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For Educators – Understanding Colonialism: What’s a Colony?

When one country aggressively sends settlers who take possession of another – usually distant – area, it becomes a colony.

Puerto Rico is an example. Spain sent people to build and live in cities in Puerto Rico during the 15th century. Spain claimed ownership of the land and set up a government in Puerto Rico. Four centuries later, Spain gave Puerto Rico to the United States, and the U.S. promptly installed its own governor.

Under U.S. law, Puerto Rico has been a territory of the United States for 125 years. The United States appointed governors in Puerto Rico until the middle of the 20th century, when the voters of Puerto Rico were given the power to elect their own governor. Puerto Rico still belongs to the United States.

Compare the case of Puerto Rico with that of Texas. Texas was also a Spanish colony, or rather part of New Spain, which was a colony of Spain. When Mexico, another Spanish colony, gained independence from Spain, Texas was part of Mexico. Texas then gained independence from Mexico and was an independent nation until it decided to request statehood.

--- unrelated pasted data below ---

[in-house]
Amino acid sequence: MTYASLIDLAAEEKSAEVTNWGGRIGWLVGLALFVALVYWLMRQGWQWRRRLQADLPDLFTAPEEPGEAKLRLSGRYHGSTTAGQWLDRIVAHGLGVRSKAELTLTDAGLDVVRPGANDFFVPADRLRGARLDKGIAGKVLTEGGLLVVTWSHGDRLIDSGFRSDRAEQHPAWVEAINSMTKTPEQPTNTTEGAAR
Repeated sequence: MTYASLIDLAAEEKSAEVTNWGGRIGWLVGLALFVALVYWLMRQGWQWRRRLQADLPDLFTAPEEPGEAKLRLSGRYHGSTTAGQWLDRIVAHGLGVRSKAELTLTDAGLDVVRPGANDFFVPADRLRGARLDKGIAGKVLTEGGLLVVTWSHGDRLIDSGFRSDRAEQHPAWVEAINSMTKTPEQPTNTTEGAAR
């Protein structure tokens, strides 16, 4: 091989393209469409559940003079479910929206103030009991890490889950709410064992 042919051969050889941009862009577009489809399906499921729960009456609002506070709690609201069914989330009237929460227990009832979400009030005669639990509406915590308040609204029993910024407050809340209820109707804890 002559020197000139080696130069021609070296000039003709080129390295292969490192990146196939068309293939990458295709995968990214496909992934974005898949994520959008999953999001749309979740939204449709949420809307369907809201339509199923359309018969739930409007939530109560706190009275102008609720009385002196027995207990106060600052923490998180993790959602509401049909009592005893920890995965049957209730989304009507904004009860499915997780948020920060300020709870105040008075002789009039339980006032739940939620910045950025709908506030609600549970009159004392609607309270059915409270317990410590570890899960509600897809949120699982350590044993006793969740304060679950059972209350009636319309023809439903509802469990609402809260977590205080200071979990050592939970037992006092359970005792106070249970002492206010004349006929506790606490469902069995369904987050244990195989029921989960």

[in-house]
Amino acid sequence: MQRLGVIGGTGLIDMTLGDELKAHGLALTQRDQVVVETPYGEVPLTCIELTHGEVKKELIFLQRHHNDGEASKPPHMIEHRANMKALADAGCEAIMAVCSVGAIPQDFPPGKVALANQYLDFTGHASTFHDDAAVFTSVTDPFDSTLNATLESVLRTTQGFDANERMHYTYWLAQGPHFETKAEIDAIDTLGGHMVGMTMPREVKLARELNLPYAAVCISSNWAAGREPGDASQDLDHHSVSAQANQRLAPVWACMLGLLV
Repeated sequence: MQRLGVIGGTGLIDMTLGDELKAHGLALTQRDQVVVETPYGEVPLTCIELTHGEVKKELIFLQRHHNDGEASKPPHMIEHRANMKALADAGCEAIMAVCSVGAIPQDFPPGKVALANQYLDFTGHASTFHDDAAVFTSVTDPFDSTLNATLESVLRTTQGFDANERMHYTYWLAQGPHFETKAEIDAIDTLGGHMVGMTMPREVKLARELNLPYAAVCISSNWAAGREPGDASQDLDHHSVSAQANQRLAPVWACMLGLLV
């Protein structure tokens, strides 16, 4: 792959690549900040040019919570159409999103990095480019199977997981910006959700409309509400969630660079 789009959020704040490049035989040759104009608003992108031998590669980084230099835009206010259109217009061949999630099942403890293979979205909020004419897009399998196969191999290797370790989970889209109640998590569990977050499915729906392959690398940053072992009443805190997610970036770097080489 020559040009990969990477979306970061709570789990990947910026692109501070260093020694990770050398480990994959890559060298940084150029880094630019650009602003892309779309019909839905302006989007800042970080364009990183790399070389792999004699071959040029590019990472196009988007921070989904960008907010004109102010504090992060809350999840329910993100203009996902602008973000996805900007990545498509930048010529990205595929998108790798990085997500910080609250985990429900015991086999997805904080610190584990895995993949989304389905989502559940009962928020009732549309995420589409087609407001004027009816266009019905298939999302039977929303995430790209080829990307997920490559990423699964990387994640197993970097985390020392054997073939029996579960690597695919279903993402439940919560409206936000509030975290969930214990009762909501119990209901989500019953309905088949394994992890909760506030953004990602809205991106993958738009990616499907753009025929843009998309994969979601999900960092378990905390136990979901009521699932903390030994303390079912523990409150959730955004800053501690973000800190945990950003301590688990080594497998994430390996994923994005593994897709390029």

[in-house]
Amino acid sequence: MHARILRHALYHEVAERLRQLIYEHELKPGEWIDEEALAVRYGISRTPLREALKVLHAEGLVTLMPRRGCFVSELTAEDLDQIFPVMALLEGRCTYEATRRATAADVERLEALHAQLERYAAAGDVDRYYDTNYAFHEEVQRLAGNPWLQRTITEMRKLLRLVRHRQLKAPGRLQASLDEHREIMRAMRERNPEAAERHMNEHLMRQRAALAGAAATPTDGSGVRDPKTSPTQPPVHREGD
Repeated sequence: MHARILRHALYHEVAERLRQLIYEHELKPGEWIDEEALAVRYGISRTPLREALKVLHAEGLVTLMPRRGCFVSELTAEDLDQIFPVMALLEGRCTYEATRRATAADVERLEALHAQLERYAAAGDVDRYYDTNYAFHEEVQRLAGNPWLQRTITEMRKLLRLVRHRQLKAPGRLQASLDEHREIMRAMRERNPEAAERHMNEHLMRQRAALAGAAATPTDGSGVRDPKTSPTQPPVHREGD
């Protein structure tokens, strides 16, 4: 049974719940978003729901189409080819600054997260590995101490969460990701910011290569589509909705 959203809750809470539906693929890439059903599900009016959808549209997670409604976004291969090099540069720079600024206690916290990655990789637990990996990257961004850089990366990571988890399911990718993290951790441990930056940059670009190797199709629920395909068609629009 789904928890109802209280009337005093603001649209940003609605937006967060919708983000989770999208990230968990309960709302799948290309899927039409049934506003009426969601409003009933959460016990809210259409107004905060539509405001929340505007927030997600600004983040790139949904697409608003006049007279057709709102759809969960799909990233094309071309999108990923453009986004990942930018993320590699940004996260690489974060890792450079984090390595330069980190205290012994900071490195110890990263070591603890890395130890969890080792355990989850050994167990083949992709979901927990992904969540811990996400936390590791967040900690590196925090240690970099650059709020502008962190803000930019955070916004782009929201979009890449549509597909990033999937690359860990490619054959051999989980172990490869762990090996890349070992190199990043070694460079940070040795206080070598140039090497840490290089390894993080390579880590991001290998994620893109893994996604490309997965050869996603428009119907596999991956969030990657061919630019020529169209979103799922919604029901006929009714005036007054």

Settlers from the United States had moved into Texas before it became a state, but those settlers did not represent the U.S. government and the United States never claimed ownership of Texas, so Texas never had a colonial relationship with the United States.

Is Puerto Rico a Colony?

While nations all over the world took on colonies, especially during the 14th through the early 20th centuries, European nations in particular had colonized most of the world by 1914. Later in the 20th century, most colonies had either become independent or integrated into the nations they had affiliated with as colonies. Texas first became independent and then chose to become part of the United States.

Puerto Rico voted in 2012 , 2017, and 2020 to become a state — that is, part of the United States rather than a possession of the U.S. — but is still a possession of the United States.